Those rose tinted glasses get put on as soon as you leave the hospital. Saying that I was lucky. Bit like anything really. Some people have a terrible time at the dentist, others breeze through every checkup

originalusernamefail Thu 17-Dec-15 14:36:42

Giving birth hurt, but for me ,compared to pg it was like a walk in the park! I came home from hospital on a cloud. I could happily go through labour a dozen more times but once DC2 is out I will NEVER put myself through being pregnant again.

DeltaZeta Thu 17-Dec-15 14:37:10

I've given birth twice. Once wasn't that painful really - or at least wasn't as bad as I was expecting. The other was horrendous. So birth experiences really do vary a lot, even if you're talking about the same person.

I don't tend to talk about my good experience, because I don't want to come across as smug.

I don't tend to talk about my bad experience because I don't want to frighten people.

Neither of my birth experiences will have any baring on what any other woman might experience in labour.

midnightsunshine Thu 17-Dec-15 14:39:52

Luckily my mum was honest with me about how painful and traumatic birth can be. Until then I was expecting some kind of magical special experience! I planned to have a serene water birth, in reality I had a back-to-back labour with inadequate pain relief, was vomiting constantly for 8hours (ended up catheterised I was so dehydrated and no anti sickness injections worked) and then baby got stuck due to position. Had some tearing and abrasions. Felt panicky all the way through and thought I was dying!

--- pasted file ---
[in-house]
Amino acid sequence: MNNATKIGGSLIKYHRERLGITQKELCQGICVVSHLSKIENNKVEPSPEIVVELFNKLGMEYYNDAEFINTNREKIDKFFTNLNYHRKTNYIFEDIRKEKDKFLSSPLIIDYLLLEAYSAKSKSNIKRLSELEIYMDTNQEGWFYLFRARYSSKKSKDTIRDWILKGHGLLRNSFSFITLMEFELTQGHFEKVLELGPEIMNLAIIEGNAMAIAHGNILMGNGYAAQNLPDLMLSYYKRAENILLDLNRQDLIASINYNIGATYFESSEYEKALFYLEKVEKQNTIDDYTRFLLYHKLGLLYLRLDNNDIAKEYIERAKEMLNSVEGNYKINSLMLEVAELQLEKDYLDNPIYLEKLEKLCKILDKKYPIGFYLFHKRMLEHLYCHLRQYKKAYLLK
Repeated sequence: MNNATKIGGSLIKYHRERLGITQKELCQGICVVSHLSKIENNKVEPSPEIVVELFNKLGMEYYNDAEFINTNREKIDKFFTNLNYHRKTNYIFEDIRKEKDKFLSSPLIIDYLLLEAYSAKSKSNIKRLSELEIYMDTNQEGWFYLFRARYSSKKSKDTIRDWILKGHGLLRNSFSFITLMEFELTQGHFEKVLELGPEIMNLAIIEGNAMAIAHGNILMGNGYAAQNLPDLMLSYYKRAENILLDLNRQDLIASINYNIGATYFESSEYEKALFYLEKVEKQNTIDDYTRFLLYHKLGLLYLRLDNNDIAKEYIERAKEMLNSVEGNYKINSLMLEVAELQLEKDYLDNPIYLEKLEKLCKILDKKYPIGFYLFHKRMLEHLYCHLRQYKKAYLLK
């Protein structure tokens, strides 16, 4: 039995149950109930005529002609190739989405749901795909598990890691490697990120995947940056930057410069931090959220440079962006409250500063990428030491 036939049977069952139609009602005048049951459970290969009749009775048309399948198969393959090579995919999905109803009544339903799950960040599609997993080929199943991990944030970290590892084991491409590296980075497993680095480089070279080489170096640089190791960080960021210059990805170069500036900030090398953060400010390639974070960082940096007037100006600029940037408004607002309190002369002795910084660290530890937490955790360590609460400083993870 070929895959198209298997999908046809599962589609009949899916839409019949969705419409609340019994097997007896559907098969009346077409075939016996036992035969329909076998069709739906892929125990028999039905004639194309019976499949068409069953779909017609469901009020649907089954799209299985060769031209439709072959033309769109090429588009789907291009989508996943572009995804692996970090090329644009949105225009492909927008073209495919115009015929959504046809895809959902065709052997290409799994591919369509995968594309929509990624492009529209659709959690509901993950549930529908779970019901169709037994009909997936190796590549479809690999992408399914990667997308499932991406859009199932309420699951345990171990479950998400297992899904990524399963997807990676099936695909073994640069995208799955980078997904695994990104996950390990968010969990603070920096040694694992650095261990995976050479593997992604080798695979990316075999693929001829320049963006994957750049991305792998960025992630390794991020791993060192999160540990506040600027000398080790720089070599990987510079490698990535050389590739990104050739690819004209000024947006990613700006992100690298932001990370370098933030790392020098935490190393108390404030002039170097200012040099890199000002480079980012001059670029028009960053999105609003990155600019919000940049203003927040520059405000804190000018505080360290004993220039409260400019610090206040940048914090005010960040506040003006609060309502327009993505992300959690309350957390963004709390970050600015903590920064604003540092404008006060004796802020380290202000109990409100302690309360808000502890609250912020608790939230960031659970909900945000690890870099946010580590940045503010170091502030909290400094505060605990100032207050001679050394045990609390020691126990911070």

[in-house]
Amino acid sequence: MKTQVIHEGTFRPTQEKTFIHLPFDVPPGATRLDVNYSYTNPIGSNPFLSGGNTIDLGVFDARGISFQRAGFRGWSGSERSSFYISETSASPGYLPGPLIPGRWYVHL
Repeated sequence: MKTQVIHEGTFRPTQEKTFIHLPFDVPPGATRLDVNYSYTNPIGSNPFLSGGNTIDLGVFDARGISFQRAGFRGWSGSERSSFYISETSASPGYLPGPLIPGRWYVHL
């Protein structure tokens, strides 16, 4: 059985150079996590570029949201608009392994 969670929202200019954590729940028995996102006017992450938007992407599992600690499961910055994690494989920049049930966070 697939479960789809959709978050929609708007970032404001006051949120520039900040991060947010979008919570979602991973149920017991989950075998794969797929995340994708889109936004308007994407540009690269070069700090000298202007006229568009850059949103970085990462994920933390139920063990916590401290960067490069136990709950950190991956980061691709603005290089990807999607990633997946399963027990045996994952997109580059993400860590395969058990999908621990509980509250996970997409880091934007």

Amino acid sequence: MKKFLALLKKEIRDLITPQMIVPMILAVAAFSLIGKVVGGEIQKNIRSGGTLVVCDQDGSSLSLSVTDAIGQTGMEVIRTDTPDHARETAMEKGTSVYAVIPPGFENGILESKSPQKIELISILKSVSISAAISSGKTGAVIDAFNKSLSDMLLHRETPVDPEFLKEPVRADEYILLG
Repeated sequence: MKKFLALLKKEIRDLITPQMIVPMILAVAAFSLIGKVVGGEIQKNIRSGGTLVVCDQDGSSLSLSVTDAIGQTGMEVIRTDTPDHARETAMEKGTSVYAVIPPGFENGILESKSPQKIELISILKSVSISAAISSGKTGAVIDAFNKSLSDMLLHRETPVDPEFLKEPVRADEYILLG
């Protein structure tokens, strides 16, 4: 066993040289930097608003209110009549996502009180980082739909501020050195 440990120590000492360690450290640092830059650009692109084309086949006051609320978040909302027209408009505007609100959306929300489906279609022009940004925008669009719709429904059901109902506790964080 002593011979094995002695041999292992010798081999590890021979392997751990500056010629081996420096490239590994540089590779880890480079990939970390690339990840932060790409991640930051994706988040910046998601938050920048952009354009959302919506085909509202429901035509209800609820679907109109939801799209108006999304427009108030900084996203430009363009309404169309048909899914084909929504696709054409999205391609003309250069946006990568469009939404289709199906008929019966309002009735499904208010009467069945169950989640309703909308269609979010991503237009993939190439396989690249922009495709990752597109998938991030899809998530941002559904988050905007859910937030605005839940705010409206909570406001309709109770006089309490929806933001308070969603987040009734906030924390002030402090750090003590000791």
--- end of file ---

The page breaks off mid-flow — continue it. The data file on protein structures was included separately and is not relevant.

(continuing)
However after birth I felt great! My figure snapped back to normal within 24hours, I only bled for 2weeks (not heavy bleeding) and the tears healed within 4weeks. So while I found labour horrific and excruciatingly painful, the recovery was better than I expected.

chillycurtains Thu 17-Dec-15 14:41:20

I think it depends on if the person is pregnant or not. If they are then you are scaring them for no reason.

Also I had a great birth with my second and third DC and this was largely to do with the fact I wasn't scared of birth and I just went with each contraction and as I wasn't panicking I coped well and very excited for birth and had two easy experiences. How many first births could be like this if we stopped scaring the shit out of first time mothers with horrific stories and encouraged women to embrace birth.

MERLYPUSSEDOFF Thu 17-Dec-15 14:44:33

I had EMCS due to pre-eclampsia for my twins. I was 42 and 1st time mum. (precious pregnanacy). T2 turned and sucked up a load of shite so was taken to NICU before me seeing him. They didn't even tell me he was a he until I asked. I lost a shed load of blood, had transfusions, and was under hourly obs on a side room (high dependency?) for 2 days. I didn't see DT2 for all that time, just OH bringing me photos of him. I struggled to BF both and stayed in hospital for nearly a week before being allowed home. Both boys had jaundice.
(I have epilepsy and they were worried that my anaemia might spark a seizure.)

I bought BOTH my boys home at the same time.

I think I had an easy birth considering.